Admittedly, the only thing that I knew about the smallish Virginia mountain town of Lynchburg is that it's home to uber-conservative, right wing Christian college, Liberty University. As one of the largest draws to the city as well as a huge local employer, the atmosphere of LU definitely has an impact on the town, but I was pleasantly surprised to find a more open-minded facet of Lynchburg in the short time we were there.
Abe Loper is probably the best person we could have stayed with in Lynchburg. As a local businessman/ entrepreneur, teacher, advocate of "buy local" and owner of The White Hart Cafe where Josh played (and a couple other coffee shops), he was an enthusiastic "tour guide" and generous host. He told us about the history of Lynchburg, which historically was a tobacco town (like most of Virginia) and then a shoe manufacturing hub in the 20th century. Now a days there is a large percentage of the city that live below the poverty line, and this is apparent when you walk by all the empty old buildings downtown. However, like in many cities across the US, there is a growing movement of people who are moving back downtown, starting businesses, fixing up the historical buildings, and advocating a community-focused culture. Abe bought the White Hart a little over a year ago, after it had been empty for several months when the previous owners went bankrupt. It is a very charming coffee shop/ restaurant/ music venue in a large turn-of-the-century building complete with 15 foot high ceilings, a built in wooden bar, fireplaces, etc. It feels like the hub of a burgeoning downtown scene.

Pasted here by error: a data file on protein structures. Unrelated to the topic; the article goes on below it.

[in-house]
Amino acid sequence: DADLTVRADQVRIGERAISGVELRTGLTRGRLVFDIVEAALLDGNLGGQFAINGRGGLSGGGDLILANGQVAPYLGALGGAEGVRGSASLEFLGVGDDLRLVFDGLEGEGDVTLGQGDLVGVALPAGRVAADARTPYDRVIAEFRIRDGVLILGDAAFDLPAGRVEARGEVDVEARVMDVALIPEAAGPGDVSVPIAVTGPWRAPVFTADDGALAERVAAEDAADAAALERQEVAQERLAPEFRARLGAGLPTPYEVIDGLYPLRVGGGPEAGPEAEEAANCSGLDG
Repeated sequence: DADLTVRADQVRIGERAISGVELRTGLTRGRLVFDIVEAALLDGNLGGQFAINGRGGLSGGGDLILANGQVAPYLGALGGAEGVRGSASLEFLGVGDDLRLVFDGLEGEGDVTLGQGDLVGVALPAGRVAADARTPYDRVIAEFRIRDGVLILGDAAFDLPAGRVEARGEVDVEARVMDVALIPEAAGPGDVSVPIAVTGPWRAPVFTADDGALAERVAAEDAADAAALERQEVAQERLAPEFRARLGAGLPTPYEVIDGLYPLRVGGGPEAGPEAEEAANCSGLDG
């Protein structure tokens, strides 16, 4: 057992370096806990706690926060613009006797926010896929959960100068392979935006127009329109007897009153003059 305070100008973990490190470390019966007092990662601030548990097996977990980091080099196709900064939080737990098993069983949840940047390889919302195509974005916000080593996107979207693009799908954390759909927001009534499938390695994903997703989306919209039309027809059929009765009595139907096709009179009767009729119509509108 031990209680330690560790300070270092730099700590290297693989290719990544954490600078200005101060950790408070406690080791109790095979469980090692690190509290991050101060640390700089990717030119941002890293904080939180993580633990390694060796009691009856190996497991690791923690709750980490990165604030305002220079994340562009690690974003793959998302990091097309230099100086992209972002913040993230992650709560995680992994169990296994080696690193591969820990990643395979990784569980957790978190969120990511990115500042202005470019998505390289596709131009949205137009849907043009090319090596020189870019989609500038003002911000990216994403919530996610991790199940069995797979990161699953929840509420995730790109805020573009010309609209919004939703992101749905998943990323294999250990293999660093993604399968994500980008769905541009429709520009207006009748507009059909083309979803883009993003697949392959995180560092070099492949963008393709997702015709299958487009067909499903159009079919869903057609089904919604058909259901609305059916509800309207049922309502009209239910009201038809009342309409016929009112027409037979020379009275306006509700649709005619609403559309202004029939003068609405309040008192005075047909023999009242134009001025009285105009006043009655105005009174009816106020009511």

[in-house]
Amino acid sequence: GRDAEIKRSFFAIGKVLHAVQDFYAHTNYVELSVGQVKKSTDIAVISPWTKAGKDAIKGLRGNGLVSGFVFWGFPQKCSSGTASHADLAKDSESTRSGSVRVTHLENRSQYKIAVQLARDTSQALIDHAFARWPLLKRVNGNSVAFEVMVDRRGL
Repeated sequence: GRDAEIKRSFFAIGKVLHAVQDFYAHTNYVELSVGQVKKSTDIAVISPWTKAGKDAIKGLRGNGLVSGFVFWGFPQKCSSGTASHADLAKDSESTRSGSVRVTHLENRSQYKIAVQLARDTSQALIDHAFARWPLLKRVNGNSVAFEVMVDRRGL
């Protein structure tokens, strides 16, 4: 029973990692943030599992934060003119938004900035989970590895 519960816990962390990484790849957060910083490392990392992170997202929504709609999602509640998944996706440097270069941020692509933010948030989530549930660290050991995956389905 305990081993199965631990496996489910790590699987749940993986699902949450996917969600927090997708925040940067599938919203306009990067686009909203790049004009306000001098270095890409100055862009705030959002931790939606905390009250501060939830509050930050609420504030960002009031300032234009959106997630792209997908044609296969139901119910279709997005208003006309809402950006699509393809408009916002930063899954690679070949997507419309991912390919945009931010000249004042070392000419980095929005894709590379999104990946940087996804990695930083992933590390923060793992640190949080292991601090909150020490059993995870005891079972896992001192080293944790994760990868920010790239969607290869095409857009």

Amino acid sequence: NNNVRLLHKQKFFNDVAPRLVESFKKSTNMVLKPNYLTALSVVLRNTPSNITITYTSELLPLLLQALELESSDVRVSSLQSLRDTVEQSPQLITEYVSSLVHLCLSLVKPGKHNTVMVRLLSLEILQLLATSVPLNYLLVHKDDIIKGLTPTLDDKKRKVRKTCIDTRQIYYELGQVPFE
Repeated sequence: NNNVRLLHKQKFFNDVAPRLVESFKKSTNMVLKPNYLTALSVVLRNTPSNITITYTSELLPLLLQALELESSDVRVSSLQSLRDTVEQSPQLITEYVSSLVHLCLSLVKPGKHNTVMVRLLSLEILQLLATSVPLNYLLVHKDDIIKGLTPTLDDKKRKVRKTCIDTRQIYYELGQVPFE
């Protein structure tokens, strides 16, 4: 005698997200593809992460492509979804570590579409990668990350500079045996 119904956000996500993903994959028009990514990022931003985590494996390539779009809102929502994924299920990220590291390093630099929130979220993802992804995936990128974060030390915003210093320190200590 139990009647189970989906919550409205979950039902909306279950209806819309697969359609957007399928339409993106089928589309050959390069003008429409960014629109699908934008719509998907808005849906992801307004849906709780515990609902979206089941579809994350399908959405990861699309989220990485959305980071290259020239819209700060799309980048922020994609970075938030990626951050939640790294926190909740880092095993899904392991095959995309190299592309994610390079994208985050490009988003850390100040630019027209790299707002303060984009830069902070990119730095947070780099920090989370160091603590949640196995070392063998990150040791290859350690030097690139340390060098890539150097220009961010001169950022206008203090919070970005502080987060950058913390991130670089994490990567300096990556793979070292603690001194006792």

|The White Hart|
|walking up to the Lynchburg Museum|
|this gorgeous old mansion downtown stands empty. . . Josh and I would LOVE to renovate it!|
|Food trucks on Main Street|